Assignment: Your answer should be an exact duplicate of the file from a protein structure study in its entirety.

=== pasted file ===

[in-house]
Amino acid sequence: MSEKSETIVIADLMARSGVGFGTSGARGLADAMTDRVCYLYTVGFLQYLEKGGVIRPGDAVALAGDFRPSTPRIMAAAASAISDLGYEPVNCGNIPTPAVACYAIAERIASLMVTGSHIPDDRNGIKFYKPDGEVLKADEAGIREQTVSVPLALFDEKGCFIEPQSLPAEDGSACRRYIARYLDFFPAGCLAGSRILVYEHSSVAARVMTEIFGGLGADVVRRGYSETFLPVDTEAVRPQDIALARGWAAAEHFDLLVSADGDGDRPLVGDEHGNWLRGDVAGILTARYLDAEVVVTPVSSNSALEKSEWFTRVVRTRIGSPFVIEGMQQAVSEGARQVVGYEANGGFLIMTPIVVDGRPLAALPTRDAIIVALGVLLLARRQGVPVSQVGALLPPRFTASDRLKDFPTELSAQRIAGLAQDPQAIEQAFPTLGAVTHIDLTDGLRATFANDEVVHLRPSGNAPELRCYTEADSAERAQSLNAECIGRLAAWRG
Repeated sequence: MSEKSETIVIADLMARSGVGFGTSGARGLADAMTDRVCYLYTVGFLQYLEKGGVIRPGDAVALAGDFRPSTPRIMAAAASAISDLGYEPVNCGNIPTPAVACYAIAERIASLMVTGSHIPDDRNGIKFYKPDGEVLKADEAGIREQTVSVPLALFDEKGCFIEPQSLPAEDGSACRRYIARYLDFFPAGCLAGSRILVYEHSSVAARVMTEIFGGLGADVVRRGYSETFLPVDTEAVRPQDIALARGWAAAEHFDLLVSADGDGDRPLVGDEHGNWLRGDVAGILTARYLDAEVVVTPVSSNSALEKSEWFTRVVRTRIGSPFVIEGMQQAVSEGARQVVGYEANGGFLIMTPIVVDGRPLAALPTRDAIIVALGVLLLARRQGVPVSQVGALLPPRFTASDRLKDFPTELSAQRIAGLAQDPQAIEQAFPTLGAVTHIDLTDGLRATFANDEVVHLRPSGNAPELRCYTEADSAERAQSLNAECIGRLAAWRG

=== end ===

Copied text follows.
[in-house]
Amino acid sequence: MSEKSETIVIADLMARSGVGFGTSGARGLADAMTDRVCYLYTVGFLQYLEKGGVIRPGDAVALAGDFRPSTPRIMAAAASAISDLGYEPVNCGNIPTPAVACYAIAERIASLMVTGSHIPDDRNGIKFYKPDGEVLKADEAGIREQTVSVPLALFDEKGCFIEPQSLPAEDGSACRRYIARYLDFFPAGCLAGSRILVYEHSSVAARVMTEIFGGLGADVVRRGYSETFLPVDTEAVRPQDIALARGWAAAEHFDLLVSADGDGDRPLVGDEHGNWLRGDVAGILTARYLDAEVVVTPVSSNSALEKSEWFTRVVRTRIGSPFVIEGMQQAVSEGARQVVGYEANGGFLIMTPIVVDGRPLAALPTRDAIIVALGVLLLARRQGVPVSQVGALLPPRFTASDRLKDFPTELSAQRIAGLAQDPQAIEQAFPTLGAVTHIDLTDGLRATFANDEVVHLRPSGNAPELRCYTEADSAERAQSLNAECIGRLAAWRG
Repeated sequence: MSEKSETIVIADLMARSGVGFGTSGARGLADAMTDRVCYLYTVGFLQYLEKGGVIRPGDAVALAGDFRPSTPRIMAAAASAISDLGYEPVNCGNIPTPAVACYAIAERIASLMVTGSHIPDDRNGIKFYKPDGEVLKADEAGIREQTVSVPLALFDEKGCFIEPQSLPAEDGSACRRYIARYLDFFPAGCLAGSRILVYEHSSVAARVMTEIFGGLGADVVRRGYSETFLPVDTEAVRPQDIALARGWAAAEHFDLLVSADGDGDRPLVGDEHGNWLRGDVAGILTARYLDAEVVVTPVSSNSALEKSEWFTRVVRTRIGSPFVIEGMQQAVSEGARQVVGYEANGGFLIMTPIVVDGRPLAALPTRDAIIVALGVLLLARRQGVPVSQVGALLPPRFTASDRLKDFPTELSAQRIAGLAQDPQAIEQAFPTLGAVTHIDLTDGLRATFANDEVVHLRPSGNAPELRCYTEADSAERAQSLNAECIGRLAAWRG